Rowland Egerton: From Still Photography to Motion Picture Rigging, by Luke McLaughlin and Neely McLaughlin
During the late 1980s, Rowland Egerton was working for a road construction company that built interstate highways. During the winter, the company would lay off its workers, and Egerton used this time to learn photography, taking an adult continuing education class. A guest speaker at one of the classes told him that the commercial photography program at Jefferson Community College in Louisville, Kentucky, would teach him about the commercial market in photography. Egerton explains, “So, the next winter, I decided to take a couple of classes at Jefferson Community College while I was laid off, and I got even more excited about photography. And so, at the end, when I got called back to work, I told my wife I wasn’t going back. I was going to go to school and study photography. Shortly after that we were divorced.”
    Egerton is now one of the owners of Hellfire Rigging, a specialist camera and electrical rigging company in the motion picture industry. He spent much of his career as a photographer, and used the expertise that he gained from his photography experience to transfer from still photography work into film. READ MORE

Adam Ladd: How Magazine Art Director, by Ric Deliantoni
Adam Ladd is F+W Media’s newest art director at HOW, one of the leading magazines in the graphic design industry. As a photo buyer, Ladd provides a unique perspective and view of the photography business as it stands today. After getting insight into his thoughts and style, I’m confident Ladd will shine in this new role. I am impressed with his outlook and his passion when it comes to photography and the overuse of stock imagery in today’s design work. Ladd’s attitude bodes well for up and coming photographers. READ MORE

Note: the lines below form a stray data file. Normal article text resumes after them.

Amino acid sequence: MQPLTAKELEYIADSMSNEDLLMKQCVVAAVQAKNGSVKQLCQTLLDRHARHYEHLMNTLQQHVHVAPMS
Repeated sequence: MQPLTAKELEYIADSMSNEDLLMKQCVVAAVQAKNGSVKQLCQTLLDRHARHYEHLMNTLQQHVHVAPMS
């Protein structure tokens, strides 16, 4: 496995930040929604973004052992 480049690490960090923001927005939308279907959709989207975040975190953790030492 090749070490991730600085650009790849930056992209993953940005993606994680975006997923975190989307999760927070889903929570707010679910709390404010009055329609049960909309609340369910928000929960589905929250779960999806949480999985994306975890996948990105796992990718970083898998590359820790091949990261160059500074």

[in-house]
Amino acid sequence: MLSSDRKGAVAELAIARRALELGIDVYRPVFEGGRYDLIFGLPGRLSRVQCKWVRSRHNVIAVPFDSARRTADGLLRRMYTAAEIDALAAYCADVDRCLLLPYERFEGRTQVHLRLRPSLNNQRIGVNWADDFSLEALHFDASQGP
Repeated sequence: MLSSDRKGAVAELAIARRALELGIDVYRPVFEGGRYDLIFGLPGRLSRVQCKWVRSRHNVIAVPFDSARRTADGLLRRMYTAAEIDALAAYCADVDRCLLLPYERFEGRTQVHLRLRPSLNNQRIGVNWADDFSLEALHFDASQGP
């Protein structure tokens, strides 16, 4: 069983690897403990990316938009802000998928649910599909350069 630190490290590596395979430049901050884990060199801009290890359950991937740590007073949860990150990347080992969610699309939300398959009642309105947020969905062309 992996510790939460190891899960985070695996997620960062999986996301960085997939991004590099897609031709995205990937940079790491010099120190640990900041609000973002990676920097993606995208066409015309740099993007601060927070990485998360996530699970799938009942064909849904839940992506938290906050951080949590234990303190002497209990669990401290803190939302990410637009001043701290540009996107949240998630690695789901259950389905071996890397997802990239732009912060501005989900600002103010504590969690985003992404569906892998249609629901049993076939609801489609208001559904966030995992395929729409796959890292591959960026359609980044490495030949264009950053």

Achille Bigliardi: Commercial Photographer, by Ric Deliantoni
From the first day Achille Bigliardi came to work at C&I Photography, I could see he had what it takes to make a living as a photographer. Although he had a lot to learn, he was afraid of nothing. Over the next several years we worked together as photographer and assistant. We became great friends and still are today. Oh, the stories I could tell, all of them great and most hilarious. Achille is quite a character. He’s one of those people that others are drawn to, so the path in photography he has chosen is no surprise. Despite the difficult economy, especially in his market, the high-tech world of Silicon Valley, he has maintained a successful and thriving business. This is a testament to his talent as photographer and a businessman. The following will give you some insight to the photographer I saw that first day and so enjoy. READ MORE